Just uploaded another Chair Caning Tip of the Day video on Youtube to help you with some of those questions you may have about caning a chair seat.
This one was made quite a while ago after some discussion about this topic on our Seatweaving & Chair Caning Forum–The Chair Caner’s Community Hub™. If you want to find the discussion thread, do a Search there.
I first became aware of this “quick and dirty” technique of determining the correct gauge of cane to use, based on the number of drilled holes in a six inch span, from the English book Chair Seating-Techniques in Cane, Rush, Willow and Cords by Kay Johnson, Olivia Elton Barratt and Mary Butcher.
I hope you all enjoy these little Chair Caning Tips videos and for those of you that are wondering about the “rest of the story” concerning my Chair Caning by Hand, Part 1, the rest of the series will be coming soon!
I made this video series in 2010, but never got them posted to Youtube. I thought all were lost when my computer crashed a couple years ago. But just recently I discovered all eight or so of them on a flash drive that I had forgotten about!
So after a bit of editing I will get them up, regardless of how horrible the lighting and audio are, just so I can satisfy all the viewers that have been making comments about WHEN I’m going to post the rest and finish the series!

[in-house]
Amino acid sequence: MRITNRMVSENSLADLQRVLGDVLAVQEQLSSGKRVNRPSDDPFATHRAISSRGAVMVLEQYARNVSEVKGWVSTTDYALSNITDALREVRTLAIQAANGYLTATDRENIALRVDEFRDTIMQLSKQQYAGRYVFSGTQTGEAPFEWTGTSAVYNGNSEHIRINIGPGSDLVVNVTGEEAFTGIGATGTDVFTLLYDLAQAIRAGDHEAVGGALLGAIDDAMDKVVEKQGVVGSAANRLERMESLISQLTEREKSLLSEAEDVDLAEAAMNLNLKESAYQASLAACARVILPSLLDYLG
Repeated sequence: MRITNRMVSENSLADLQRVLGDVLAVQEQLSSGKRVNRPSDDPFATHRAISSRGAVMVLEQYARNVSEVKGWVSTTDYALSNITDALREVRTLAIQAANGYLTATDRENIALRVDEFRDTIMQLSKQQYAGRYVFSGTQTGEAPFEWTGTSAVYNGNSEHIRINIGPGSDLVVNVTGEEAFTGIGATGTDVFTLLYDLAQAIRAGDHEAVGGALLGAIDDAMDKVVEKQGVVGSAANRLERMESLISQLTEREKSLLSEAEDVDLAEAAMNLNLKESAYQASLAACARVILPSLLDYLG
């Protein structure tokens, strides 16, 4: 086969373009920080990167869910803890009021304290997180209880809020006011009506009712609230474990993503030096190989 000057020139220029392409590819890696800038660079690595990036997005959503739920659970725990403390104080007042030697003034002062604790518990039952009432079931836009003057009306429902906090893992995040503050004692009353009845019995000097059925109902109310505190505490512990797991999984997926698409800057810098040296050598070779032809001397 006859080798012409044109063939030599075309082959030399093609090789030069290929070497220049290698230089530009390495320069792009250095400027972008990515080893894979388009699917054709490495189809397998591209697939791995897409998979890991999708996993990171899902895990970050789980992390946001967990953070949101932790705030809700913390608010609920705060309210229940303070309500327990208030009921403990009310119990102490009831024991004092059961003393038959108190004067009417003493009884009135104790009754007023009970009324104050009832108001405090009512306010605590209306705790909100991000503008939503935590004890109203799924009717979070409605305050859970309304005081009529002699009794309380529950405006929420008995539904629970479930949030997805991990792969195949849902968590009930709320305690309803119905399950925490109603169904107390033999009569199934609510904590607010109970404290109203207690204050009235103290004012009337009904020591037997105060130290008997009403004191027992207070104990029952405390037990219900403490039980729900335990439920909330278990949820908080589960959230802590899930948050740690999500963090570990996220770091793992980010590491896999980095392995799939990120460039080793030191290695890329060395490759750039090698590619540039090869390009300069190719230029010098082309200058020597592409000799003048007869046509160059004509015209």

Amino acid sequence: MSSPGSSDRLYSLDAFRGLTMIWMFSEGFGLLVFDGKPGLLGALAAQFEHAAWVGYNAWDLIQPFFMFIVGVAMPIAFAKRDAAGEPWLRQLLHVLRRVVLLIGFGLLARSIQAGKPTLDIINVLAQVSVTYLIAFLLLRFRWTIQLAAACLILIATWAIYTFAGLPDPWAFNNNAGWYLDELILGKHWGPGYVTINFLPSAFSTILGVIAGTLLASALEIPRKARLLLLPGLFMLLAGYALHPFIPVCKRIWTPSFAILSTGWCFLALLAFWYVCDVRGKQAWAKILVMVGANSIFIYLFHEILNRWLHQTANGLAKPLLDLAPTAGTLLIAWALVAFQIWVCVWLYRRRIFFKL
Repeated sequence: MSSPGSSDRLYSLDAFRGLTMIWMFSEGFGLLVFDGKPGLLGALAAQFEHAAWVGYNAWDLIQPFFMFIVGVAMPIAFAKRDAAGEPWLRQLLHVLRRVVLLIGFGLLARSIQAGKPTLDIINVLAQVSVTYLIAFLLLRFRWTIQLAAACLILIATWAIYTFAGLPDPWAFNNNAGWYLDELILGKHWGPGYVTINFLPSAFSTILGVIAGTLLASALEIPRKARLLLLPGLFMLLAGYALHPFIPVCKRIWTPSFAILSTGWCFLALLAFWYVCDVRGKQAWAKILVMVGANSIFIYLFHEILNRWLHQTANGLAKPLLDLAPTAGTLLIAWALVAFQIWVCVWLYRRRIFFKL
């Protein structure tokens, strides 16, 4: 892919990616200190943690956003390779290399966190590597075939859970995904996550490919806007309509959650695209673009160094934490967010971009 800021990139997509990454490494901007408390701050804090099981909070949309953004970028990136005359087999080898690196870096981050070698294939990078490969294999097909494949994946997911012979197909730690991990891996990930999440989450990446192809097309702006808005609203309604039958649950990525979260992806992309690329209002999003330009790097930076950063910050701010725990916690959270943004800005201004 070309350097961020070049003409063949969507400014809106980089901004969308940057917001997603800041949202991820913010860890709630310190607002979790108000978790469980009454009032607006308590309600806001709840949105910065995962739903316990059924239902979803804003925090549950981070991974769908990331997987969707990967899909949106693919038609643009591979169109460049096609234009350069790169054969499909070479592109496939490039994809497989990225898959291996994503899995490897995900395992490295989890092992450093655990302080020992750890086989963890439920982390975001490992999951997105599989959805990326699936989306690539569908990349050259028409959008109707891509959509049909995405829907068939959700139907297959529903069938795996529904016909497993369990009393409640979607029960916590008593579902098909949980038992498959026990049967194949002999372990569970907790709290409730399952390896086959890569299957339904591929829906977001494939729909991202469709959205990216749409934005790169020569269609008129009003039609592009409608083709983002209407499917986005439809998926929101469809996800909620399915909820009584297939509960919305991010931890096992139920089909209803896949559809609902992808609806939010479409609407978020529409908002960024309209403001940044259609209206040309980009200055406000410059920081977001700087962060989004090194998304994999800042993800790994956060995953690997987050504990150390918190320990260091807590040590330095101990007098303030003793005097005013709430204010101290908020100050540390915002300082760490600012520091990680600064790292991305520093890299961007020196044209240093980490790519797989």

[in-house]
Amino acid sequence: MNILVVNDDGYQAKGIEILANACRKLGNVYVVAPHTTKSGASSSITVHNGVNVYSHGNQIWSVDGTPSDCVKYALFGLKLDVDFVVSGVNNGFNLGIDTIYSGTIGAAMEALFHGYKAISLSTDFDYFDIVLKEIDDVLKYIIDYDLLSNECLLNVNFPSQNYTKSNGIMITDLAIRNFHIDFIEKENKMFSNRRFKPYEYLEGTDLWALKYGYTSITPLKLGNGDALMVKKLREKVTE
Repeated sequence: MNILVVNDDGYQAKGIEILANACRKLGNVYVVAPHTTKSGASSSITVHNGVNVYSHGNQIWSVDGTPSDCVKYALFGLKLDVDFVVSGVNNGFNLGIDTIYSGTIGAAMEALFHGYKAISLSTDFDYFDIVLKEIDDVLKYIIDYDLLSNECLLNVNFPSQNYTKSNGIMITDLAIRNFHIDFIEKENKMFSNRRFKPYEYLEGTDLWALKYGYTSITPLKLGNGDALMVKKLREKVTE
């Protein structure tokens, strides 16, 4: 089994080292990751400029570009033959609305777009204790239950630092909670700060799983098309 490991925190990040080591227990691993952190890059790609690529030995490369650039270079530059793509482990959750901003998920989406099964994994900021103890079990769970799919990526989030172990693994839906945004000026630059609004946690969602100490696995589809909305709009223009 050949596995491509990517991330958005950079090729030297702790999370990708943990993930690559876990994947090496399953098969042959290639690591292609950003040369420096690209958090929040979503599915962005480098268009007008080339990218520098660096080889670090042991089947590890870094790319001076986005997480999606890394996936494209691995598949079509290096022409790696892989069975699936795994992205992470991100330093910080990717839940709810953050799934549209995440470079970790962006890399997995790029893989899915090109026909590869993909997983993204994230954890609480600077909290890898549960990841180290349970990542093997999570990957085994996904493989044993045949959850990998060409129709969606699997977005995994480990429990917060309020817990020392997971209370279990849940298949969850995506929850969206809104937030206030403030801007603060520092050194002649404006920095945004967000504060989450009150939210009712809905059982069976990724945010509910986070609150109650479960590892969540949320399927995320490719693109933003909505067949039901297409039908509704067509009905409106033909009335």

2 thoughts on “Chair Caning Tips Video–Select the Right Size Cane”
I have a quarter size hole in the back of of my dining room chair, everything else is in perfect condition, is it possible to patch without it being noticeable. Thanx in advance for your help.
Yes, Shira, sometimes it is possible to make a patch in the caning but there are several things that you need to consider first. What type of caning was used on it, hole-to-hole or sheet cane webbing? What is the design/pattern of the caning? Some patterns where the strands are very close together are extremely difficult to repair.
Where is the hole located, in the middle, top, bottom or along the sides? What type of finish is on the caning? Was it stained, lacquered, or painted? Because color matching the patch is sometimes the most difficult part of the whole project!
What I tell my clients is that if it’s an easy patch to make then it can be done. But otherwise, wait until the entire seat or in your case, the back, fails and then get the whole thing replaced.
You can discuss this with your repair pro and see what they think and how much they will charge you for the service. Take a look at the National Furniture Repair Directory™ here to find someone near you to contact. Best regards, hope this has helped you!
You could use that footage to teach a variety of caning errors!
That’s for sure Lori and I have started making some videos on that very subject! What NOT to do with chair caning.